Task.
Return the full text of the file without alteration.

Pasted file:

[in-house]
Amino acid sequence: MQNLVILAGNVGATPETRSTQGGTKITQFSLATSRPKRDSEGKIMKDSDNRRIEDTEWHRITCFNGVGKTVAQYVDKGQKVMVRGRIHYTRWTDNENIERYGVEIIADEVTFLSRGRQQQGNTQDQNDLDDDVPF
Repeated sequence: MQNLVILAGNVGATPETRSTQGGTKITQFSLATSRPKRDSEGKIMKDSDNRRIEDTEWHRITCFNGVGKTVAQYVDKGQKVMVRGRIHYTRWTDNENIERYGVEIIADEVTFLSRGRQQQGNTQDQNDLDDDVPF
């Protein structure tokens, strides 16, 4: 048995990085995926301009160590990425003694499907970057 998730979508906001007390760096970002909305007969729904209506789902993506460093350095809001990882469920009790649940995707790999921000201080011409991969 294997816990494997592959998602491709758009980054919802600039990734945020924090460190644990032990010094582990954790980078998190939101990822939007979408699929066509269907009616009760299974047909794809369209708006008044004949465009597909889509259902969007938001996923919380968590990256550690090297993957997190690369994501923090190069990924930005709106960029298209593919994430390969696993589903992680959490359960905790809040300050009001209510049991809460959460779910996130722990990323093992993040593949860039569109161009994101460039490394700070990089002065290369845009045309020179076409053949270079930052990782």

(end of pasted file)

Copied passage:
[in-house]
Amino acid sequence: MQNLVILAGNVGATPETRSTQGGTKITQFSLATSRPKRDSEGKIMKDSDNRRIEDTEWHRITCFNGVGKTVAQYVDKGQKVMVRGRIHYTRWTDNENIERYGVEIIADEVTFLSRGRQQQGNTQDQNDLDDDVPF
Repeated sequence: MQNLVILAGNVGATPETRSTQGGTKITQFSLATSRPKRDSEGKIMKDSDNRRIEDTEWHRITCFNGVGKTVAQYVDKGQKVMVRGRIHYTRWTDNENIERYGVEIIADEVTFLSRGRQQQGNTQDQNDLDDDVPF
């Protein structure tokens, strides 16, 4: 048995990085995926301009160590990425003694499907970057 998730979508906001007390760096970002909305007969729904209506789902993506460093350095809001990882469920009790649940995707790999921000201080011409991969 294997816990494997592959998602491709758009980054919802600039990734945020924090460190644990032990010094582990954790980078998190939101990822939007979408699929066509269907009616009760299974047909794809369209708006008044004949465009597909889509259902969007938001996923919380968590990256550690090297993957997190690369994501923090190069990924930005709106960029298209593919994430390969696993589903992680959490359960905790809040300050009001209510049991809460959460779910996130722990990323093992993040593949860039569109161009994101460039490394700070990089002065290369845009045309020179076409053949270079930052990782």